Stop at 19:40 Before You Read
The first nigh twenty minutes of the episode serve as the perfect prewire for the book. As a bonus they display James's fluidity and depth as a literary conversationalist. No author-pomposity, and a remarkable tolerance for basic questions (I imagine students at Macalester vie to enroll in his classes). James explicates slavery in Jamaica vs. slavery in the U.S. with illustrative demographics. He dispatches the obligatory "dialect" issue gracefully, tossing off references to Austen, Twain, and Faulkner in the first minutes. (Quelle trio--imagine those three on a raft, or in a tree together.) Ashbrook's enthusiasm for the novel sounds genuine, if occasionally off-key in the moments when his radio-verve voice pumps up brutal incidents from the book. James, unfazed, reads the selected horrific excerpt at Minute 16 with matter-of-fact gravity (not for young ears).
By Minute 18:29 Ashbrook has set James up for a compelling introduction of Lilith, the character who took over as James started to write The Book of Night Women. He says, "She came on as this slave who sort of grew up with a taste of freedom, and did not appreciate losing it. She's very feisty, she's very spunky, she's also very, very rude--she doesn't take anything from anybody." Ashbrook mentions that Lilith's green eyes are from her white overseer father, and James goes with it: "It's sort of an open secret, but it's also kind of an omen, you know nothing good can come from this--these bright, green eyes that sort of look like they shine in the dark."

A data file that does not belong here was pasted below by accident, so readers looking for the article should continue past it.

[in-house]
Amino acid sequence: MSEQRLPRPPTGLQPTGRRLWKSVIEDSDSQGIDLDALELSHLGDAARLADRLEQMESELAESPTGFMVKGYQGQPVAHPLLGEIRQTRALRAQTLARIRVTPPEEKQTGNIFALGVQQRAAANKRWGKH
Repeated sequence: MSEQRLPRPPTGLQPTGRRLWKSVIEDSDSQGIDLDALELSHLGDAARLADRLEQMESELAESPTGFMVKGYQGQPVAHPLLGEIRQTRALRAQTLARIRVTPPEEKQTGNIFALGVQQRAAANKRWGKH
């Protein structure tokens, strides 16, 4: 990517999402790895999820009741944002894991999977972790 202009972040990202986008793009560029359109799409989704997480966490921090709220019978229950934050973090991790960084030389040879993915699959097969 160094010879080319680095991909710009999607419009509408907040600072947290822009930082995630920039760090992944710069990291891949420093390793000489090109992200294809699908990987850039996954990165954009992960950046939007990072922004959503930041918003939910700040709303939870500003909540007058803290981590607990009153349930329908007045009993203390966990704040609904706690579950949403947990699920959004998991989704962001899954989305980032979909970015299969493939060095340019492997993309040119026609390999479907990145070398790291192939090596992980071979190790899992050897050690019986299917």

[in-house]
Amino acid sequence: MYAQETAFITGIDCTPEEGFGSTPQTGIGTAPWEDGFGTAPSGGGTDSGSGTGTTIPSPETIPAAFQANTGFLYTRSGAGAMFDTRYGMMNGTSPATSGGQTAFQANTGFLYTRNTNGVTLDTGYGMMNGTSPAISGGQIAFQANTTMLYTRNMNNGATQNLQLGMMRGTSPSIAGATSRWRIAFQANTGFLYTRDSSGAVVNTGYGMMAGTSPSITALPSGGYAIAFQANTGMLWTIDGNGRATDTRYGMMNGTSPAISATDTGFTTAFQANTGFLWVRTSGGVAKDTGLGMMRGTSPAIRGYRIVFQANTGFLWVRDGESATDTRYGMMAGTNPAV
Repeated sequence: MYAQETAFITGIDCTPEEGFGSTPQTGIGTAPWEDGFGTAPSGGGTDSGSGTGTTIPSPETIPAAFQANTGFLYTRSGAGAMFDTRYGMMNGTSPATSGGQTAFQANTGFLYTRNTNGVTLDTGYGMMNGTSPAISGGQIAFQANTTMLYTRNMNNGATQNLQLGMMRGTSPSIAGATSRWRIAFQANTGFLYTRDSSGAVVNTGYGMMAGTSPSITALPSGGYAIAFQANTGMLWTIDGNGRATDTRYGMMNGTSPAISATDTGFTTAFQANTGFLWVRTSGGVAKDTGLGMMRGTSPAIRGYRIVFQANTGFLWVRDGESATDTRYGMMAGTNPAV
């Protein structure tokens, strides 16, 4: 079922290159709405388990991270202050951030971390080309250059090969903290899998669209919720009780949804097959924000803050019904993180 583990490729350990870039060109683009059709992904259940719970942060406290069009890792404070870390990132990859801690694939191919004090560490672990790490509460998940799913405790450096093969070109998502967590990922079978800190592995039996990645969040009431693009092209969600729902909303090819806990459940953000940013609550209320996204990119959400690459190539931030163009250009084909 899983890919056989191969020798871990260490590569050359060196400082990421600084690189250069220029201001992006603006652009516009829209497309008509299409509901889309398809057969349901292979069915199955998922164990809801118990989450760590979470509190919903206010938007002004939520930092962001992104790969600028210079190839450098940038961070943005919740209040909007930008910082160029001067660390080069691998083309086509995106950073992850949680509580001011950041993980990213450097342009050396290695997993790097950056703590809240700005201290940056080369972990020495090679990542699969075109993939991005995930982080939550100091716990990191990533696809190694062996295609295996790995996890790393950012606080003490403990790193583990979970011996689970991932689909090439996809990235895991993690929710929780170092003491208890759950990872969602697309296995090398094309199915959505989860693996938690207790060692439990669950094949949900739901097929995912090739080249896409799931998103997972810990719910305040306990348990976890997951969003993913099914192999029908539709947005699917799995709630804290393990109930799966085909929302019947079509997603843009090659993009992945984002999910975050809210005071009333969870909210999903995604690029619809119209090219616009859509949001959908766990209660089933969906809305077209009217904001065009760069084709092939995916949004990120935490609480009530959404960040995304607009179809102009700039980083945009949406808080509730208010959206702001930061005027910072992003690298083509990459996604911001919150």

The rest of the podcast episode has its moments, but also some less-than-on-point caller comments. To my taste it also contains too many spoilers, so I recommend saving Minutes 20-46 until after you read the book. Particularly worth going back for is James's definition of "true womanness that makes a man scream" at Minute 22.